Mr. Schuyler to Mr. Blaine.
Bucharest, March 30, 1881. (Received April 18.)
Sir: Referring to my dispatch No. 50, dated March 26, I have the honor to inclose herewith (marked 1 and 2) a copy and translation of a note which I have just received from the foreign office, containing the official notification of the proclamation of the kingdom. I also inclose to you (marked 3 to 7) the French translations accompanying the note of Mr. Boeresco. Translations of Nos. 4 and 5 accompanied my dispatch No. 50. Nos. 6 and 7, the speeches of Mr. Bratiano and Mr. Boeresco, in the Chamber, are interesting but not important.
The Belgian Government is the only one thus far which has officially recognized the change of title. The recognition of the other powers will probably follow at once. Baron Haymerle has intimated that there will be no difficulty on the part of Austria-Hungary, and Lord Granville was to receive the Roumanian minister to-day.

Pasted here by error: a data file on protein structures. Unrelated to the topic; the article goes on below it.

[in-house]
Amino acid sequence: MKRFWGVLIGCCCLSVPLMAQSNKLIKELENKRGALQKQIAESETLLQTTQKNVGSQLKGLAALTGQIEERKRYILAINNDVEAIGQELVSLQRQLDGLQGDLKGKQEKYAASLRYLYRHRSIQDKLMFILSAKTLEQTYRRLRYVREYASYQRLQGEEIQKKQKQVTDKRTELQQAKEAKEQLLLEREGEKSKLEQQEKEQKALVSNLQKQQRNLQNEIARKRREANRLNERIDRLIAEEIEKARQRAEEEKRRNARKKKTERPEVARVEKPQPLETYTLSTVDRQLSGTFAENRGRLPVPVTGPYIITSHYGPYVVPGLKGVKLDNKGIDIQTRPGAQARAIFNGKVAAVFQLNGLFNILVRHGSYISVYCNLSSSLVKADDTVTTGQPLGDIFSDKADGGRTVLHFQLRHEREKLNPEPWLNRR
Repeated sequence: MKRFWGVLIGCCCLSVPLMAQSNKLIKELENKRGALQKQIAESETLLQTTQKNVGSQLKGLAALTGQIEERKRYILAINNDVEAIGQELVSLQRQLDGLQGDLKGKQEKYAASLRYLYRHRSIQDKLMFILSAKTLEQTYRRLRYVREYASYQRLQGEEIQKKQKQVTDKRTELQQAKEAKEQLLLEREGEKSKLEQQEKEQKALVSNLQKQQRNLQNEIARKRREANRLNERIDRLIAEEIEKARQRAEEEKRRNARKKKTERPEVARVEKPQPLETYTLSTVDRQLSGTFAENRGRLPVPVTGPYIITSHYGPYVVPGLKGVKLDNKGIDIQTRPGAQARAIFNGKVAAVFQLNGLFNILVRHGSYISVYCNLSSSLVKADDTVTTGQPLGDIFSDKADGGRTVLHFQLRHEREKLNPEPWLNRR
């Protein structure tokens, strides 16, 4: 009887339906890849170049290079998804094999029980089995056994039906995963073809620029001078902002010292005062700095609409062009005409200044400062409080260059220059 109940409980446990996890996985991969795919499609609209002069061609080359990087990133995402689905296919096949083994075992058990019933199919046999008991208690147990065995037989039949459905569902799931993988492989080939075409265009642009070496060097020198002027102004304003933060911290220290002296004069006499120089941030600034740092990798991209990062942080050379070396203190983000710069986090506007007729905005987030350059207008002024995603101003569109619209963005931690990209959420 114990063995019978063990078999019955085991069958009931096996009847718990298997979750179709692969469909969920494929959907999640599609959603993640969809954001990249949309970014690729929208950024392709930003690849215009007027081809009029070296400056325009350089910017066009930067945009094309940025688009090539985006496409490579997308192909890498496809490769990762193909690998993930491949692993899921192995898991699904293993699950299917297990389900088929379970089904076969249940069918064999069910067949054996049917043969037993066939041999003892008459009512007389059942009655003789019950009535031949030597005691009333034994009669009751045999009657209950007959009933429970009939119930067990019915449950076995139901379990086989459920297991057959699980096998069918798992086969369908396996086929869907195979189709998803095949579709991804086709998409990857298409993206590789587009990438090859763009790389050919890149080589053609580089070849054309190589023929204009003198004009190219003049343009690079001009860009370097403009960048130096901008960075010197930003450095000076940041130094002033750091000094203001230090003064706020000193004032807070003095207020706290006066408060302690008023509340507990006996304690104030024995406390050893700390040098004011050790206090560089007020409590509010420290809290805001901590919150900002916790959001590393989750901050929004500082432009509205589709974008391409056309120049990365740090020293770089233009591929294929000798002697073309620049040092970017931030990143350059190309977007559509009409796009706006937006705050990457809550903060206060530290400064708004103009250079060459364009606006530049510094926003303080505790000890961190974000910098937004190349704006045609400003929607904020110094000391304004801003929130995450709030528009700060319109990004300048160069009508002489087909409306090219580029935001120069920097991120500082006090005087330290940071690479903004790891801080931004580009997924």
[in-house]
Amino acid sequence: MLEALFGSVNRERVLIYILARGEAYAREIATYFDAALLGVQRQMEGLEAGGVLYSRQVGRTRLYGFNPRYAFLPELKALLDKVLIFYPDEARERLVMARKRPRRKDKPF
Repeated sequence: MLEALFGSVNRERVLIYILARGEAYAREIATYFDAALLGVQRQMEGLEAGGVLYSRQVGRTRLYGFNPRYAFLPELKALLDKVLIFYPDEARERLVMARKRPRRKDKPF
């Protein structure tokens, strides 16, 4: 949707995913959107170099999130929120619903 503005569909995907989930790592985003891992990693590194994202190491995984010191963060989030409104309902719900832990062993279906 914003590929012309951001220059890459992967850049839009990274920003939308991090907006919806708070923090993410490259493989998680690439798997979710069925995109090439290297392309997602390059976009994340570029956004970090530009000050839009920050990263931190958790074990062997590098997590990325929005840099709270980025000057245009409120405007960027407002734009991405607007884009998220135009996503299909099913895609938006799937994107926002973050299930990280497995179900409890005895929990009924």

The enthusiasm of the population here has been very great, and has been increasing rather than diminishing. On Sunday, the 27th, being the day of the funeral of the late Emperor of Russia, no manifestations were allowed. On the 28th, Monday, there was a te deum at the Metropolitan church in the presence of the King and Queen, who again drove out in the evening through the thronged and illuminated streets. Yesterday there was a parade of the troops, and in the evening there was again an illumination, with the same excitement and enthusiasm among the people.
The step has been accepted, if not thoroughly approved, by the members of the former reigning families, some of whom took part in the act. Prince Michael Sturdza, of Moldavia (the father of the Prince Gregory Sturdza mentioned in my No. 50), the sole surviving Hospodar, who now resides at Paris, has accepted the grand cross of the order of the Star of Roumania.
I have, &c.,